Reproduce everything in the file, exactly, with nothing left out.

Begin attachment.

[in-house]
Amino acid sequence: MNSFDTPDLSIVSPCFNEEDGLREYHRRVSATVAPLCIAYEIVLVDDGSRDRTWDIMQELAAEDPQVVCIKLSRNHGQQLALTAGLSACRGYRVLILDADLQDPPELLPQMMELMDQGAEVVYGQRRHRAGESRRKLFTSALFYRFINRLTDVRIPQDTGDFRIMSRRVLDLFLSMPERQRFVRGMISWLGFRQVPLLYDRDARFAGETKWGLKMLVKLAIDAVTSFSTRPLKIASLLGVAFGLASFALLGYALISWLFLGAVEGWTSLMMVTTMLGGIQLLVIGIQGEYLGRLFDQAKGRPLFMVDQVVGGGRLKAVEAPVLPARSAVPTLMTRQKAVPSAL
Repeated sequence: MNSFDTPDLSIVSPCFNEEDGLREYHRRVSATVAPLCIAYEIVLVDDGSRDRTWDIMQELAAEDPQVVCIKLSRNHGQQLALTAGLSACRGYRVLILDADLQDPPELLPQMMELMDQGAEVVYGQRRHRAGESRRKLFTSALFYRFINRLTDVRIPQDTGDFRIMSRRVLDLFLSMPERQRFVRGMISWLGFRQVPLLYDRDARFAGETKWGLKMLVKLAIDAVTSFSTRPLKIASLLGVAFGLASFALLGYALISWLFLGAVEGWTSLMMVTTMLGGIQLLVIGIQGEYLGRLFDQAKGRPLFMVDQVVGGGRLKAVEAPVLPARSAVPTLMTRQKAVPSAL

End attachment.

[in-house]
Amino acid sequence: MNSFDTPDLSIVSPCFNEEDGLREYHRRVSATVAPLCIAYEIVLVDDGSRDRTWDIMQELAAEDPQVVCIKLSRNHGQQLALTAGLSACRGYRVLILDADLQDPPELLPQMMELMDQGAEVVYGQRRHRAGESRRKLFTSALFYRFINRLTDVRIPQDTGDFRIMSRRVLDLFLSMPERQRFVRGMISWLGFRQVPLLYDRDARFAGETKWGLKMLVKLAIDAVTSFSTRPLKIASLLGVAFGLASFALLGYALISWLFLGAVEGWTSLMMVTTMLGGIQLLVIGIQGEYLGRLFDQAKGRPLFMVDQVVGGGRLKAVEAPVLPARSAVPTLMTRQKAVPSAL
Repeated sequence: MNSFDTPDLSIVSPCFNEEDGLREYHRRVSATVAPLCIAYEIVLVDDGSRDRTWDIMQELAAEDPQVVCIKLSRNHGQQLALTAGLSACRGYRVLILDADLQDPPELLPQMMELMDQGAEVVYGQRRHRAGESRRKLFTSALFYRFINRLTDVRIPQDTGDFRIMSRRVLDLFLSMPERQRFVRGMISWLGFRQVPLLYDRDARFAGETKWGLKMLVKLAIDAVTSFSTRPLKIASLLGVAFGLASFALLGYALISWLFLGAVEGWTSLMMVTTMLGGIQLLVIGIQGEYLGRLFDQAKGRPLFMVDQVVGGGRLKAVEAPVLPARSAVPTLMTRQKAVPSAL